g) Could you ever imagine yourself living in Thailand or Hong Kong for an extended period? Why / why not?

h) It has been said that travel not only opens your eyes to other cultures, it makes you understand and appreciate what is good and bad about your own. What has this trip taught you about your home country, culture, and nationality?

Your paper should be submitted as a cogent, first-person essay, well-written and free of spelling and grammatical errors. Feel free to include your personal observations and impressions. You may also include references from the academic literature, the media, and popular culture sources to support your perspectives. Photos (your own, or properly referenced photos from other sources) may also be included in your paper if they help to illustrate your perspectives.

Length: 1500 words
MS Word or Adobe PDF format
Due date: 15 April 2013, submitted by email to the instructor

Part 2: Structured impact analysis (1500 words)

This part of your assignment is designed to help you identify and evaluate the environmental, economic, and social dimensions of your activities during this field course. You will attempt to keep track of these on a daily basis, and analyze their impacts (positive and negative) in a structured way.

Read and understand the framework for sustainable tourism provided by the UNEP report on Sustainable Tourism, at

Throughout the experience, from our pre-departure briefings to your return home, keep a journal or logbook to track and record the following:

  • direct and indirect economic costs to you (fees, travel expenses, meals, time lost from summer employment, etc.)
  • resource use and consumption (fuels, food, snacks, water, energy, souvenirs, etc).
  • services purchased
  • social / interpersonal interactions experienced
  • collective impacts of group activities

Use the UNEP framework (summarized below) to identify, organize, classify and analyze the impacts of our trip.

Based on your own personal experiences in this course, describe and evaluate the positive and negative impacts of your  travels, activities, and expenditures. Report your findings both qualitatively and quantitatively, as appropriate.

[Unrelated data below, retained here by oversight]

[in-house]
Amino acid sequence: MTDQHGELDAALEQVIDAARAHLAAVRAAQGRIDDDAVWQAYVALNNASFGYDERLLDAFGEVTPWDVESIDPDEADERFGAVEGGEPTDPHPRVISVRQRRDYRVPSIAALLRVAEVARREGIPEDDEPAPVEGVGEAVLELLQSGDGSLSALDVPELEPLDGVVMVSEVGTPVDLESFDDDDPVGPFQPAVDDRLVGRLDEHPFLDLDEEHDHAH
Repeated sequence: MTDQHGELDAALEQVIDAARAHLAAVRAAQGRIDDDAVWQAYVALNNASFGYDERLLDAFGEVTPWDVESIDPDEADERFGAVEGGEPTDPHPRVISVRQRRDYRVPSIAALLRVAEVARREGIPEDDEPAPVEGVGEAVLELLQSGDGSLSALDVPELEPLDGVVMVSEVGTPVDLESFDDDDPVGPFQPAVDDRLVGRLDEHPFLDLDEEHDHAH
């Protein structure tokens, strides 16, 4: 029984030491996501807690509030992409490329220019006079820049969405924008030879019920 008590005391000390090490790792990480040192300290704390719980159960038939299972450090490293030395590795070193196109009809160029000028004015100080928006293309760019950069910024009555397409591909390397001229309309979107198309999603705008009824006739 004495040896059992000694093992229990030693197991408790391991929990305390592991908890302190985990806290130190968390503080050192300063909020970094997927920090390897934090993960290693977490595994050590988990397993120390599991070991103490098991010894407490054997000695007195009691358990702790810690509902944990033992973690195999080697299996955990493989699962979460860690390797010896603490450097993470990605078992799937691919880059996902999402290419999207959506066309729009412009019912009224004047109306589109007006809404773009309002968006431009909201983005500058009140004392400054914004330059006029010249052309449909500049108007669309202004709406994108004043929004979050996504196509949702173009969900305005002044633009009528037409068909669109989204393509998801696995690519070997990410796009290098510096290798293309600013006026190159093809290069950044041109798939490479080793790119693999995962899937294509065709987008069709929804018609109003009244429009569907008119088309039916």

Based on your analysis, suggest practical ways that the negative impacts of your activities could be minimized, and the positive impacts of your activities could be enhanced.

Do not stop short of exploring difficult questions about the impacts and value of this experience, even if they make you uncomfortable. For example: is this kind of international educational experience sustainable? Should it be encouraged? On balance, do you, as a privileged person from an affluent society, contribute positively or negatively to social justice and sustainability by undertaking such activities? Are we being hypocritical by talking of sustainable tourism and sustainable development while taking part in activities such as this field course?

Submit your paper in essay form essay, well-written and free of spelling and grammatical errors. Remember to include both quantitative and qualitative elements in your analysis. Certain online resources (e.g., carbon offset calculators) may be useful. Include references from appropriate, academically-credible sources to support your perspectives. Photos (your own, or properly referenced photos from other sources) may also be included in your paper if they help to illustrate your perspectives.

Length: 1500 words
MS Word or Adobe PDF format, submitted electronically via WebCT
Due date: 15 April 2013, submitted by email to the instructor

UNEP Sustainable Tourism Framework

Updated version available online at URL:

(current to Jan 2013) (follow hyperlinks for specific information on Environmental, Sociocultural, , and Economic Impacts).

Economic dimensions include:

Potential negative impacts

  • Leakage (import leakage, export leakage)
  • Enclave tourism
  • Infrastructure costs and impacts
  • Increase in prices
  • Economic dependence on tourism
  • Seasonal employment

    Potential positive impacts:
  • Foreign exchange earnings
  • Contribution to government revenues
  • Employment generation
  • Stimulation of infrastructure investment
  • Contribution to local economies

Environmental dimensions include:

Potential negative impacts:

  • Depletion of natural resources and natural attributes (renewable and nonrenewable): water, energy, food, minerals, fossil fuels, fertile soil